The Cyclical History of Interposition and Nullification

When compared to other civilizations, America is still a fledgling nation. But it is old enough to repeat certain behaviors. We often forget just how cyclical we are as a nation, especially in the realm of politics.

The Tea Party protests in 2009 were not some new concept, but rather anger and frustration spawned by a bad economy -- the origin of most populist movements in America.

Populism, whether on the political right or left has been a staple of American politics up to a certain point. It is difficult to connect the emotions of those who feel marginalized, be swept into office on a wave of populism, and not become constricted by the realities of governing day to day.

It is hard to imagine in the 21st century that 24 percent of Texas Republicans would support a candidate for governor, who openly talks about interposition and nullification.

Texas is hardly alone. Populist movements across the country and some state legislatures not only talk about interposition and nullification, but some even suggest secession.

Interposition refers to the right of the states to protect their interests from federal violation deemed by those states to be dangerous or unconstitutional. Nullification is the theory that states can invalidate federal law it considers unconstitutional.

I thought these concepts if not settled at Appomattox in 1865, was surely put to rest when President Lyndon Johnson signed landmark civil rights legislation 100 years later.

Consistent with its historical application, current proponents of interposition and nullification cite the 10th Amendment as the basis for their position.

But as history so often bears witness, a dispassionate approach to the Constitution tends to trump emotion, assuming the goal is a judicious conclusion. Through the cloudy lens of anger, one can easily justify a revisionist reading of the 10th Amendment.

The 10th Amendment states: "The powers not delegated to the United States by the Constitution, nor prohibited by it to the States, are reserved to the States respectively, or to the people."

When the 10th Amendment was originally proposed, the Bill of Rights did not apply to the states; it applied only to federal law. States had their own constitutions and their own bills of rights.

Some states also had slavery, which was protected under the 10th Amendment. After the Civil War, the Fourteenth Amendment extended the Bill of Rights and made it applicable to both state and federal law, diminishing much of he 10th Amendment's power.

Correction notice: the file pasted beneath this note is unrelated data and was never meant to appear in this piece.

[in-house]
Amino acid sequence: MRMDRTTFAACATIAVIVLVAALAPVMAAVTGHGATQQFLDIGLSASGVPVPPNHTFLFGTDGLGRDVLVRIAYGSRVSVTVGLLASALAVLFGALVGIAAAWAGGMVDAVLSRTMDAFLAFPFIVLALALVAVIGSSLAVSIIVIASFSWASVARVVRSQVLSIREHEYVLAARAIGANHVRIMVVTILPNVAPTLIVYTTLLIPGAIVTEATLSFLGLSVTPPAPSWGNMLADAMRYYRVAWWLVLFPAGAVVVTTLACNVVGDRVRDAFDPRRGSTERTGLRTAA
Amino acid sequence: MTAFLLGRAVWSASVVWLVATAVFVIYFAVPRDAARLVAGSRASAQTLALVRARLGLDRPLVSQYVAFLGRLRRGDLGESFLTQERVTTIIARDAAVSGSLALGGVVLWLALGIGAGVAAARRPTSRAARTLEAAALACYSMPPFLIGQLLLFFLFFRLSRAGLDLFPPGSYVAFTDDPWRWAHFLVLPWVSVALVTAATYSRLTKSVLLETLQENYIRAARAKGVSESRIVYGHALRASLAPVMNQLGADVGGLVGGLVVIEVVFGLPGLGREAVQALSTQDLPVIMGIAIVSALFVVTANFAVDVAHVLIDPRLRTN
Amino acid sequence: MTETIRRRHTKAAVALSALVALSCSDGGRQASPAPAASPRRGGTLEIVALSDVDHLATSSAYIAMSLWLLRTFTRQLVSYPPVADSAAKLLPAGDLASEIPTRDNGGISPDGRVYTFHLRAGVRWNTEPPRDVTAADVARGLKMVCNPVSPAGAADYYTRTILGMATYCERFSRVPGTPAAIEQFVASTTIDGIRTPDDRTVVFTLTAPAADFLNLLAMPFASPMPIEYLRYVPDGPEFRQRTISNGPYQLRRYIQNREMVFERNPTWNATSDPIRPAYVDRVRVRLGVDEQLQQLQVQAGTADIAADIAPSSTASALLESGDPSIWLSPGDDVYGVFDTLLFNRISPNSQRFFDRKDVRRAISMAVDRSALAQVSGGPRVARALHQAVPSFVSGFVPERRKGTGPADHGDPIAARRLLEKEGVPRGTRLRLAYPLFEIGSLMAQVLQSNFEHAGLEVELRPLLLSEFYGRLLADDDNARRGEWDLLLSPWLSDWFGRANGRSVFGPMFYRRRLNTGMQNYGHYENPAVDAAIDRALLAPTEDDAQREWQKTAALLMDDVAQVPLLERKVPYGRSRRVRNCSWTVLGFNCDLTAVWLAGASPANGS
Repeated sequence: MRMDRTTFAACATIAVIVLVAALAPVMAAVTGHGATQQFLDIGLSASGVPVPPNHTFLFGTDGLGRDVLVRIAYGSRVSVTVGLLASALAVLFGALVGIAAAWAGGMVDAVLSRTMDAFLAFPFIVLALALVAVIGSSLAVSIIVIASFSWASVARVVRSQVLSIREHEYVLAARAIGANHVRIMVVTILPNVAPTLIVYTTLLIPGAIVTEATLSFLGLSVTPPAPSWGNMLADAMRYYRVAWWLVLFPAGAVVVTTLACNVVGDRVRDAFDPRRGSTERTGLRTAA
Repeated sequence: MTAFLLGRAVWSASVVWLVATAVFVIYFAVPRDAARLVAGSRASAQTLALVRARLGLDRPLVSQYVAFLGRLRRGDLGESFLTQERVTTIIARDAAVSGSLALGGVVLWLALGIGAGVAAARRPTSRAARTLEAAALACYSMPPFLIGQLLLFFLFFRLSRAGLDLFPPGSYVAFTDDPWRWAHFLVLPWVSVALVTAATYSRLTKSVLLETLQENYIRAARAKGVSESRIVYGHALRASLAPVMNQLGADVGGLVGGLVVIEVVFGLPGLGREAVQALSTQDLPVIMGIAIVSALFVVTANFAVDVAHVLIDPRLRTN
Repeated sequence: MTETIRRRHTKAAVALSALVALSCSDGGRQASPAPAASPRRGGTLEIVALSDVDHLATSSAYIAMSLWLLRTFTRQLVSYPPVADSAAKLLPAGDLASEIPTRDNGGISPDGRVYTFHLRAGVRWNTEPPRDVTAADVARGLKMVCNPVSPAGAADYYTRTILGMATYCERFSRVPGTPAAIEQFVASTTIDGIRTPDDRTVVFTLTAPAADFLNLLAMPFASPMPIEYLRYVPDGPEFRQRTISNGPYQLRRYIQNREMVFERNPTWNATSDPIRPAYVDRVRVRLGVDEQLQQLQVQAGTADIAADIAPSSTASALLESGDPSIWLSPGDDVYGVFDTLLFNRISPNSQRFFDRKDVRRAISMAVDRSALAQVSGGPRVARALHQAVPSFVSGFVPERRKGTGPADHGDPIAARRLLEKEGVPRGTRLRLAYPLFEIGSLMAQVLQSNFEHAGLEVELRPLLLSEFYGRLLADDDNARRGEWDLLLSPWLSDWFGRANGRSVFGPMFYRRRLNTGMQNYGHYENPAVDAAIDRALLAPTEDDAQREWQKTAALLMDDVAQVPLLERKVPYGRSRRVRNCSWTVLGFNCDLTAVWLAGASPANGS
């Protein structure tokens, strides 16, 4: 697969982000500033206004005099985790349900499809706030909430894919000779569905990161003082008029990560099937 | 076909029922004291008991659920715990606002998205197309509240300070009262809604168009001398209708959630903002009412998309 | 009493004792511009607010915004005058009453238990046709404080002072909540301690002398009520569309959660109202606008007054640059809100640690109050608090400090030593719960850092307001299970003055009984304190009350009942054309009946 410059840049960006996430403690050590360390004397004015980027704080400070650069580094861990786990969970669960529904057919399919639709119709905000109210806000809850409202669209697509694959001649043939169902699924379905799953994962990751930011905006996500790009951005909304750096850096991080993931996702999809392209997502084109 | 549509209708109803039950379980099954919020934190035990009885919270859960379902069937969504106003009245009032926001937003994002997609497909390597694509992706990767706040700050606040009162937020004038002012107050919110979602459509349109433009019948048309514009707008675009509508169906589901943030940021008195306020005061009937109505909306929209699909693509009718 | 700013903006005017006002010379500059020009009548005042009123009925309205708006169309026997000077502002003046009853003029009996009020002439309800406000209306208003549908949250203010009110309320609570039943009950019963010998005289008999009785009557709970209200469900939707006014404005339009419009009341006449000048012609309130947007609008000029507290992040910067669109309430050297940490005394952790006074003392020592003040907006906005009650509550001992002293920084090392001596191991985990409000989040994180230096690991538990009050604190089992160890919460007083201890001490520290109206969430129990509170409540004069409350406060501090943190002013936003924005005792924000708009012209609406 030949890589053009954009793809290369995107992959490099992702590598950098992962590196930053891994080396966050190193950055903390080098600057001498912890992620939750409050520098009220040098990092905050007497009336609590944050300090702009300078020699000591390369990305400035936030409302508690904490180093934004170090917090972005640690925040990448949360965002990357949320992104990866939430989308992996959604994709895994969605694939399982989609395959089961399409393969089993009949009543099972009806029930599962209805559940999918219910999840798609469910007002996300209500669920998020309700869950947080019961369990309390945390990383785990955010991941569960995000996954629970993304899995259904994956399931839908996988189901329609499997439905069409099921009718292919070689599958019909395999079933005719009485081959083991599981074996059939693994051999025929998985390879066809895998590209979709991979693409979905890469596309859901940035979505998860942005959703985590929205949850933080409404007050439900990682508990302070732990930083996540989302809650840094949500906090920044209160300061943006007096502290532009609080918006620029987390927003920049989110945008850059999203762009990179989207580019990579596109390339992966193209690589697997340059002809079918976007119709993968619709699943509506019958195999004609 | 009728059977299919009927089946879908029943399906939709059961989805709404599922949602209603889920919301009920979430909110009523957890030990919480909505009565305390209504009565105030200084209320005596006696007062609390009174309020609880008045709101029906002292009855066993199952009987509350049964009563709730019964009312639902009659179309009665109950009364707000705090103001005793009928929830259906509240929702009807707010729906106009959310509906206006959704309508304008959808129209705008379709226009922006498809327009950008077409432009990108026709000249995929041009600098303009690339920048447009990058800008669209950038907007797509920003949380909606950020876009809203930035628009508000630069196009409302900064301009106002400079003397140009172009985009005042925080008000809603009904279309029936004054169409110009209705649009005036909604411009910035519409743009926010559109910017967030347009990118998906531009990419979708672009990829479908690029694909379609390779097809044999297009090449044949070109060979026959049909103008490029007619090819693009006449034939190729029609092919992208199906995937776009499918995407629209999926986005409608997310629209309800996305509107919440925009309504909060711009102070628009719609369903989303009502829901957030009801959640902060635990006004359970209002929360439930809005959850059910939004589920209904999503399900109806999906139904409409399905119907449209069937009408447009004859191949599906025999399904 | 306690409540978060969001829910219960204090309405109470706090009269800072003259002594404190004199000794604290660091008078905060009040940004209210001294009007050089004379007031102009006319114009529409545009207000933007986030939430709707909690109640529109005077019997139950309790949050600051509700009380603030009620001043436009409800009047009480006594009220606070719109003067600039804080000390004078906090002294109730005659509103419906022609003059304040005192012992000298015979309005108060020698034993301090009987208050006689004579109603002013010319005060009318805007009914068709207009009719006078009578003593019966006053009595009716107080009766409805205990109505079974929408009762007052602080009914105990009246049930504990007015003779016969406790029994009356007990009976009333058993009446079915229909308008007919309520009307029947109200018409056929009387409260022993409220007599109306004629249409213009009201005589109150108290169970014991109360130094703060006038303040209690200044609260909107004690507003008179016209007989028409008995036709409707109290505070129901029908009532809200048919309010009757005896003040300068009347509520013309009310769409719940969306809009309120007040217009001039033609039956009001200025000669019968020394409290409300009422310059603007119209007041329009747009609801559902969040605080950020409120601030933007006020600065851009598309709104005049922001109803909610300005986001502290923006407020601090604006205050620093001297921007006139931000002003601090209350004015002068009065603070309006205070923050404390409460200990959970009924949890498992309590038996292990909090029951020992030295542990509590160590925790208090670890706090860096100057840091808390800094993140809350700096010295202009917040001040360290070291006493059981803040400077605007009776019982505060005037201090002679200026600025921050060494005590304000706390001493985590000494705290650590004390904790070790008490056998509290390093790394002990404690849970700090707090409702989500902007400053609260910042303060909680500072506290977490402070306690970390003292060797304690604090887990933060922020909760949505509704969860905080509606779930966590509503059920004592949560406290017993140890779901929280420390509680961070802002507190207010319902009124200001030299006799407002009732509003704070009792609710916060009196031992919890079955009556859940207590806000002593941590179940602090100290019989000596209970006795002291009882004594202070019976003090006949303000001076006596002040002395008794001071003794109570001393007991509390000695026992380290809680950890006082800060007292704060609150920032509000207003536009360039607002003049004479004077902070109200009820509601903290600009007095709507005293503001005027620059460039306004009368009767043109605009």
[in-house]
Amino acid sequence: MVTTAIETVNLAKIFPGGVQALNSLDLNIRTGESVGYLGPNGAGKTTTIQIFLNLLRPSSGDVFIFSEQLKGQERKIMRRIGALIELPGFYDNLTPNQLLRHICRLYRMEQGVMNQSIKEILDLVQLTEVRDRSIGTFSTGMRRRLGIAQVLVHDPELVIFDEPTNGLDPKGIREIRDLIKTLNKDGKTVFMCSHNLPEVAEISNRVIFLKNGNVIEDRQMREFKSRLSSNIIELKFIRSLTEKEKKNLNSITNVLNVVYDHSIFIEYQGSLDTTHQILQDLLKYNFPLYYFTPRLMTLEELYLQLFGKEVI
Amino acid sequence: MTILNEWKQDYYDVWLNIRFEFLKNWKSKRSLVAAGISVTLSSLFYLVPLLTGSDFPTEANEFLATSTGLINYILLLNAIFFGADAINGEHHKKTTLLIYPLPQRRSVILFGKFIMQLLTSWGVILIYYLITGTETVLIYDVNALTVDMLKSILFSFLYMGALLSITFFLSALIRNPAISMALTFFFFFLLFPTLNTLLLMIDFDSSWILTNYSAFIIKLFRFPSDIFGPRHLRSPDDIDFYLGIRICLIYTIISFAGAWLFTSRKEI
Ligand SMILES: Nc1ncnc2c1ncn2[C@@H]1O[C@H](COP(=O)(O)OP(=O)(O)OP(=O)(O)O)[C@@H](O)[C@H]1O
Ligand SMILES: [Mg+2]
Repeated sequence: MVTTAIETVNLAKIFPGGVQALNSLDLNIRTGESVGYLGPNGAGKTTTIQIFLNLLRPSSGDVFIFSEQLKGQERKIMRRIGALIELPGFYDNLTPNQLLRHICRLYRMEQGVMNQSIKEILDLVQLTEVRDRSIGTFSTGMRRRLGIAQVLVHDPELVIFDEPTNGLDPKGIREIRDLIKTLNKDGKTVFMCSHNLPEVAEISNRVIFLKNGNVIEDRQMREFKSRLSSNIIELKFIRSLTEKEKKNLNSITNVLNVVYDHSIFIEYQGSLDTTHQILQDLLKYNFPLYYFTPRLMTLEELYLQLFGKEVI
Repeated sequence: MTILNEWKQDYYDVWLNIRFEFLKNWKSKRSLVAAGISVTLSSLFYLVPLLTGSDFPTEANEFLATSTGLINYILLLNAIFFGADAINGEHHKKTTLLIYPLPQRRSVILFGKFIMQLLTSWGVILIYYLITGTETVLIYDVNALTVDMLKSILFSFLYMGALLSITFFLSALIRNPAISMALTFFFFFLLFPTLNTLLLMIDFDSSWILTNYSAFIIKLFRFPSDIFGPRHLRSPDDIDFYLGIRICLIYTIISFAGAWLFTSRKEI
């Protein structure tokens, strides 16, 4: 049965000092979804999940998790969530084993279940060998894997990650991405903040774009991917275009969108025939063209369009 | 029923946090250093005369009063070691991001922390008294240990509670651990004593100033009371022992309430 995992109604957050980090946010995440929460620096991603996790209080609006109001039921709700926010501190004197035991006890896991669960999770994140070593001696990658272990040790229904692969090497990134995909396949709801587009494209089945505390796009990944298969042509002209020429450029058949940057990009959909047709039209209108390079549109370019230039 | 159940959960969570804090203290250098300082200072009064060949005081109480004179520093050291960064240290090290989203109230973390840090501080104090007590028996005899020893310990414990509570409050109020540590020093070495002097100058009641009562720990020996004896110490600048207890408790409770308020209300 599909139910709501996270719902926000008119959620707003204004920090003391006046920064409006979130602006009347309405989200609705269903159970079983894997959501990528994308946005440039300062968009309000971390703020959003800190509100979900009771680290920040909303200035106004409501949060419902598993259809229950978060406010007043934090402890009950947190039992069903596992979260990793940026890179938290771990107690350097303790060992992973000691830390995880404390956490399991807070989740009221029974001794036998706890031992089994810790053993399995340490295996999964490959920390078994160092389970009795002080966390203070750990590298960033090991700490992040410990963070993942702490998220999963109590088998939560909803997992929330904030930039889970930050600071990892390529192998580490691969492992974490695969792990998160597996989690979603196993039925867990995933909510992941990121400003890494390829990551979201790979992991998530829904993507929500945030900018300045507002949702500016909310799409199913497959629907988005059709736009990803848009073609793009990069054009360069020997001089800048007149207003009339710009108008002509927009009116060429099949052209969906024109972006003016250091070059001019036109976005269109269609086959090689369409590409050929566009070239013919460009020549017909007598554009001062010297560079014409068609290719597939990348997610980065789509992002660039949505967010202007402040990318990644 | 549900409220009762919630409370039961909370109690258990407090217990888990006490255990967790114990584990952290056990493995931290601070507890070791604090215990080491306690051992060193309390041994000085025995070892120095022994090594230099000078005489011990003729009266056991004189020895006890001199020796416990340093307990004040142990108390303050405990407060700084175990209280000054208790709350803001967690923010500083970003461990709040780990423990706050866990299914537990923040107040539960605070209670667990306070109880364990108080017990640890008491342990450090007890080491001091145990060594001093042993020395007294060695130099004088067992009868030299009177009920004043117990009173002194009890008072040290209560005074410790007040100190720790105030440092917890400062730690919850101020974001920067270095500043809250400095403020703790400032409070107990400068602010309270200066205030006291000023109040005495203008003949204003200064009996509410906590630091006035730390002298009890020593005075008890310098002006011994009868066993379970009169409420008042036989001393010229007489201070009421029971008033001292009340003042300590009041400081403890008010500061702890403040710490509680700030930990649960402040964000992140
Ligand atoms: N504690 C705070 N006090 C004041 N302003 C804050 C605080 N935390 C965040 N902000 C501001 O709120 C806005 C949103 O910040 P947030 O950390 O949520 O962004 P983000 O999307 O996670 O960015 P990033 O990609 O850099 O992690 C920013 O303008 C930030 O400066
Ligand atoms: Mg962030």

Interposition and nullification are doctrines that have its roots in the country's inception, but also in some of the darkest chapters of American history.

It was certainly a core reason that the country went to war against itself. For nearly a century, it proved to be a successful political tool for those running as Dixiecrats in the Jim Crow South.

The first time I distinctly remember those terms used together was when I heard Martin Luther King's "I have Dream" speech.

As King stated: "I have a dream that one day down in Alabama with its vicious racists, with its governor having his lips dripping with the words of interposition and nullification."

Still uncertain of its exact definition, I knew if former Alabama Governor George Wallace supported it, it couldn't be good.

While I doubt many who tout interposition and nullification today would align themselves with Wallace circa 1963, at least not overtly, their emotion leads to the same result that has besieged to so many who have dared to tread down populism's angry path.

It is a hubris forged out of one's frustration that suggests they are in sole possession of the truth. This brand of hubris blinds one to the fact that in our cyclical political culture they are not the first nor will they be the last to drink from the potentially toxic well of frustration.

Populism has little room for nuance or whether there is any validity to the truth of those in opposition. It is popular to quote James Madison and Thomas Jefferson as if they are exclusive harbingers of our democracy.

But the American experiment is the ultimate ongoing project. Its survival requires each generation be granted temporary responsibility for cultivating its mission.

Thus, populist movements tend to fall short of their stated purpose of bringing added clarity to the process. Democratic politics, whether blinded by anger or seen through the opaque glass of the status quo is more often a source of confusion than a bastion of clarity.

Byron Williams is an Oakland pastor and syndicated columnist and blog-talk radio host. He is the author of "Strip Mall Patriotism: Moral Reflections of the Iraq War." E-mail him or visit his Web site: